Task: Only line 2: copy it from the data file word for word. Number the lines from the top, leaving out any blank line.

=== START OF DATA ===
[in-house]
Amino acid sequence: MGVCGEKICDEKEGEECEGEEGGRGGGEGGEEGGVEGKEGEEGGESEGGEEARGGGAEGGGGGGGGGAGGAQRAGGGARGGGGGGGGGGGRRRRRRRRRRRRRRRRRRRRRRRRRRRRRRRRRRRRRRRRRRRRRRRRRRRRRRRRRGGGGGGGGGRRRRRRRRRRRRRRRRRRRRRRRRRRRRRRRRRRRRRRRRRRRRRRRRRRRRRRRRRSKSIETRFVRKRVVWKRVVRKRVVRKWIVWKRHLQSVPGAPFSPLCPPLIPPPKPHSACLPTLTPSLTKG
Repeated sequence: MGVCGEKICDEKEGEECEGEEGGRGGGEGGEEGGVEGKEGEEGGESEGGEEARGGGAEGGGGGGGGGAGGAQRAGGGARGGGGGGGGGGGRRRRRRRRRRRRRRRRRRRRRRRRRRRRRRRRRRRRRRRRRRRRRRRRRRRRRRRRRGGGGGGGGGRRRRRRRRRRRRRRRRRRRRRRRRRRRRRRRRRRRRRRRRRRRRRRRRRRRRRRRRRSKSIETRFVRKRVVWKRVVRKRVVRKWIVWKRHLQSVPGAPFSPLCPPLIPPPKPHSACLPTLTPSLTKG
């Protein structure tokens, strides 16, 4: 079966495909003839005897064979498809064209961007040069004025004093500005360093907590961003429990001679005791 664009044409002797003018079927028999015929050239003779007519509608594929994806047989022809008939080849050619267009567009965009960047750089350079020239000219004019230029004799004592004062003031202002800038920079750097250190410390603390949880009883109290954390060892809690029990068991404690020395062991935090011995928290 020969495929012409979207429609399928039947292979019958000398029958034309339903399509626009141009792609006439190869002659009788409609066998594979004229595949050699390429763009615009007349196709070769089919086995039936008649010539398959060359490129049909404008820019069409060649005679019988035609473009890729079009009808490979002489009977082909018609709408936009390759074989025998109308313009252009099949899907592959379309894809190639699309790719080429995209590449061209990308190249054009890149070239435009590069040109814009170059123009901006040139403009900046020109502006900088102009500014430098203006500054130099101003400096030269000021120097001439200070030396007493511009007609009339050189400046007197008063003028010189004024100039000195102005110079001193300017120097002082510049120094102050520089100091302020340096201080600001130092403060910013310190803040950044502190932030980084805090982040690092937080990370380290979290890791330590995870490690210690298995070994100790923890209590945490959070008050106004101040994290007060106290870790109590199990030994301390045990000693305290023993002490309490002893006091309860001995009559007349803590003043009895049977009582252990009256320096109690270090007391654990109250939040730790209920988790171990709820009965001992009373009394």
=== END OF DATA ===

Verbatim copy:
Amino acid sequence: MGVCGEKICDEKEGEECEGEEGGRGGGEGGEEGGVEGKEGEEGGESEGGEEARGGGAEGGGGGGGGGAGGAQRAGGGARGGGGGGGGGGGRRRRRRRRRRRRRRRRRRRRRRRRRRRRRRRRRRRRRRRRRRRRRRRRRRRRRRRRRGGGGGGGGGRRRRRRRRRRRRRRRRRRRRRRRRRRRRRRRRRRRRRRRRRRRRRRRRRRRRRRRRRSKSIETRFVRKRVVWKRVVRKRVVRKWIVWKRHLQSVPGAPFSPLCPPLIPPPKPHSACLPTLTPSLTKG